• A. Well, none of them look at history. He was a big believer that you've learned that you've looked at history to move forward. There's an -- actually, there's an interesting thing. There was sort of a survey done, and the children were asked about Winston Churchill, and not just -- I'm not talking about nine or ten year olds, I'm talking about, you know, young, young sort of college people. And a great many of them thought that he was either a soldier in the First World War or he was a dog in a TV commercial in Britain, and there is a TV commercial called Churchill, and it's a bulldog, and he talks. It's an insurance company called Churchill. And we don't -- we don't teach history anymore, do we? They don't know anything about it.



Sam Rockwell, Three Billboards Outside Ebbing, Missouri
Performance by an Actor in Supporting Role


Sam Rockwell
  • Q. Could you tell us more about the process? How you embodied the character? How you started working on that role?

  • A. Oh, it's so boring, but if you want to hear it, I can tell you the whole -- you know, it's like a big soufflé or a stew. You throw in some potatoes and some carrots in there and you work with an amazing dialect coach like Liz Himelstein who worked with Gary Oldman and Margot and Terry Knickerbocker, my acting coach. And I did some ride alongs with some cops, Josh McMullin in Southern Missouri. Liz Himelstein taped two cops, actually. There was a guy named Demer [phonetic] in L.A. I did a ride along with him. And I met with this skin graft doctor who introduced me to some burn victims, actually. I mean, but the thing is, that's if you have luxury, the luxury of time, you know, which you don't always have for a part. And then I worked with Martin and but sometimes you get a part and you only have a week or a couple days to prepare. I heard that Jeremy Renner only had four days to prepare to play Jeffrey Dahmer, which is a lot, if you are playing Jeffrey Dahmer, you know. So I had the advantage that I had, like, two or three months. And so I got to indulge in all this research. And so it was a lot of fun. So that's the long answer to your short question.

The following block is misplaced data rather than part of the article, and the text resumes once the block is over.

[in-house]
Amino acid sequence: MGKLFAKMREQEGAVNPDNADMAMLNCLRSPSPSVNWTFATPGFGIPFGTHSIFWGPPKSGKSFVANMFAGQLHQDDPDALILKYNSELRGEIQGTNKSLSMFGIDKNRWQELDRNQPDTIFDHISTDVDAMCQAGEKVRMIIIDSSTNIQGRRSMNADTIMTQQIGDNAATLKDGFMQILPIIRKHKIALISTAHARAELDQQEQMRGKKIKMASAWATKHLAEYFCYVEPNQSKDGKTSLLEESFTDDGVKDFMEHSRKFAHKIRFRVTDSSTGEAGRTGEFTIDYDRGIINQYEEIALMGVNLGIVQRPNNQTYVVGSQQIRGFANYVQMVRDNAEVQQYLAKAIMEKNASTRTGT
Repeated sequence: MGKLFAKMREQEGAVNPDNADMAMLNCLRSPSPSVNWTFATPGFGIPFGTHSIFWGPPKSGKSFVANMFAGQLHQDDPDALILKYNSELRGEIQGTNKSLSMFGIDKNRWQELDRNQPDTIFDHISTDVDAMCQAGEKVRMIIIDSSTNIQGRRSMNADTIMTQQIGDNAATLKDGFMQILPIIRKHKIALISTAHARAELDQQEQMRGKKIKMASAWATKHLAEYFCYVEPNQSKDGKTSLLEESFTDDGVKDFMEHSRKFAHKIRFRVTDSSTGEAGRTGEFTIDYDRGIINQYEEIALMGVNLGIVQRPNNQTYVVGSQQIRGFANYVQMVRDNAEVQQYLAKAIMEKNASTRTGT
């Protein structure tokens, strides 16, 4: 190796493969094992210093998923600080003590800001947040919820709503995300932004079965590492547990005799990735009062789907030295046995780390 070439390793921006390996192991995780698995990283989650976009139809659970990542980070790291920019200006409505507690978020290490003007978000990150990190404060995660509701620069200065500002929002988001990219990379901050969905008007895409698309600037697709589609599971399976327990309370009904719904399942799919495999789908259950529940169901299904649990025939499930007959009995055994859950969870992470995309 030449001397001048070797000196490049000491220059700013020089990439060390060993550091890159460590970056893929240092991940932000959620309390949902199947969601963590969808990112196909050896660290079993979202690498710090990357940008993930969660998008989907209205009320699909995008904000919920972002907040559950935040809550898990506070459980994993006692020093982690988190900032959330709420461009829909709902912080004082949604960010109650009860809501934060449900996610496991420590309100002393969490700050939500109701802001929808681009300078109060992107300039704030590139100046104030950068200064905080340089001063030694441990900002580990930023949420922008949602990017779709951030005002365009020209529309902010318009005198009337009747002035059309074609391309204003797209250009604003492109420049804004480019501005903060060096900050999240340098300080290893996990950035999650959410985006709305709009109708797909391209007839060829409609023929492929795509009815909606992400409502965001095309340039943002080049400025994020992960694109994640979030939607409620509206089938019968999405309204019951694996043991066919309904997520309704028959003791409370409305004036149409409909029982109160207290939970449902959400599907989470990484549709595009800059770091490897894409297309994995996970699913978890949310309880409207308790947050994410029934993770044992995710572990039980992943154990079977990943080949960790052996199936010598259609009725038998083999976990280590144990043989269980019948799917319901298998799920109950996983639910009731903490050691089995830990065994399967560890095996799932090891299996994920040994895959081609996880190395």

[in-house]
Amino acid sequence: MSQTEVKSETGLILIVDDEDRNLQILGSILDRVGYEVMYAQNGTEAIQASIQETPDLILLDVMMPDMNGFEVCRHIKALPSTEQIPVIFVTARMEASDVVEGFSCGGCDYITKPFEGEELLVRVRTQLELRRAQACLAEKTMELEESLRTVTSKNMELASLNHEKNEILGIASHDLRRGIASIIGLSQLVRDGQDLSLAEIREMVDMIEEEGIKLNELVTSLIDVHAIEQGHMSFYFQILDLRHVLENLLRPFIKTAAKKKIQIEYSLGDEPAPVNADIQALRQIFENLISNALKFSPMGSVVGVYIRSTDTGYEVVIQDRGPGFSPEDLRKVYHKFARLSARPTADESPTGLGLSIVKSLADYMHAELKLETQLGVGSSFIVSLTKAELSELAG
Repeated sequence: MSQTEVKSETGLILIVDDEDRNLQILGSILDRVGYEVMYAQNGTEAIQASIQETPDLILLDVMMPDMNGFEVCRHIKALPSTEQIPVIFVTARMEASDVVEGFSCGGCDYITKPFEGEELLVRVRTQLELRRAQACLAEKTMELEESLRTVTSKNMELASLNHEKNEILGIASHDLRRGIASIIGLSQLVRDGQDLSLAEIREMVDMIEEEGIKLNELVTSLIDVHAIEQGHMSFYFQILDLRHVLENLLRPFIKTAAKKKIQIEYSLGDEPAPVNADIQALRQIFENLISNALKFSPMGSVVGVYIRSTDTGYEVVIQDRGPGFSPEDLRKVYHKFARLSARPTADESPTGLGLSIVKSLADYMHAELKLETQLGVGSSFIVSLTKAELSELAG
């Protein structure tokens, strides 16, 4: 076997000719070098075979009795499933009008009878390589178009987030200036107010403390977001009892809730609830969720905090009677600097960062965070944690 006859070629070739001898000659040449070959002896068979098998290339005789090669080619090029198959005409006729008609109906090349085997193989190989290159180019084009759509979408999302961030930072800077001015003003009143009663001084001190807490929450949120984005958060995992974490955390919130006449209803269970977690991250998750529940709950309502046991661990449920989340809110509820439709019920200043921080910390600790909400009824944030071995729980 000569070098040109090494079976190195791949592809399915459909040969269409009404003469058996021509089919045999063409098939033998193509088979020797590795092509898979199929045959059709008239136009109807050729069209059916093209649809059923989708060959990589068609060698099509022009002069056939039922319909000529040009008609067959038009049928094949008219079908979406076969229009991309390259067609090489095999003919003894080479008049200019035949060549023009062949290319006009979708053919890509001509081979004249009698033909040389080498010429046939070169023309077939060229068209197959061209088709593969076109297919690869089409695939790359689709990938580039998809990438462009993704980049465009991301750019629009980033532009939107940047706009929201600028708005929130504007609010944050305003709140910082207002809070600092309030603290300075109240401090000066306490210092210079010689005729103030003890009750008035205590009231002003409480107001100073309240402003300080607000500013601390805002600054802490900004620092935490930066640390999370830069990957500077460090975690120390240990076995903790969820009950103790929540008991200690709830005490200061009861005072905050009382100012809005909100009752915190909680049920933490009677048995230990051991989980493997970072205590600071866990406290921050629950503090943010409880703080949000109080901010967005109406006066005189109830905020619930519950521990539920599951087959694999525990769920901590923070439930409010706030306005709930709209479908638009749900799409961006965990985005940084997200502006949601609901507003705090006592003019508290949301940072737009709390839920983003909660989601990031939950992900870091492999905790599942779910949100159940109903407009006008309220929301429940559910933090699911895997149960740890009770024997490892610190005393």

• Q. You said a wonderful thing about the arc of your character being Barney Fife going into Travis Bickle.

  • A. Yes, yes.

  • Q. I'd love to ask, in any way, was Barney Fife and the great Don Knotts any inspiration to you as an actor throughout your career?

  • A. Absolutely. I mean that when I say Barney Fife and, you know, the town of Ebbing is very much like Mayberry, and Woody Harrelson's character is very much like the Andy Griffith character. And, in fact, I could be wrong about this, check your facts, but I think we shot in Sylva, North Carolina and I think Mayberry was shot there, but I could be wrong about that. But, you know, the goofiness of Barney Fife, the kind of hapless thing of Barney Fife, and then his transition into somebody else was just sort of -- Travis Bickle was kind of a -- Barney Fife to Travis Bickle was kind of a generalization, but it's a lot more complicated than that, obviously, but, you know, yeah.

  • Q. You dedicated your win to Phil Hoffman.

  • A. Oh, you caught that, good.

  • Q. So I'm curious, as a friend and as a colleague, tell me, you know, what he meant to you, how he inspired you.

  • A. Well, I guess you want to start making me cry, but he's, yeah, he was an old friend of mine, and he directed me in a play at the Public Theater and, yeah, he was very close to me and he was an inspiration to all of my peers. You know, people like Jeffrey Wright, Billy Crudup, Liev Schreiber, you know, you know, everybody. Mark Ruffalo, Josh Brolin. I mean, whoever was in my age range, Phil Hoffman was the guy. And he was a great director and he believed in doing theater. In fact, he was -- he vowed to do a play a year, which I don't know if he got to do because he was very busy doing movies, but he was a great inspiration and a great theater director. And I don't know if anybody knows, he was a bit of a jock. He was a wrestler, and he played basketball, and he inspired me. And I could go on for an hour about Phil Hoffman. Philip Seymour Hoffman was a good friend and he was a huge, huge inspiration on me. Yeah.

  • Q. Can you talk about, specifically, your character and whether you take that criticism on or was that how you dealt with it and your sense of that?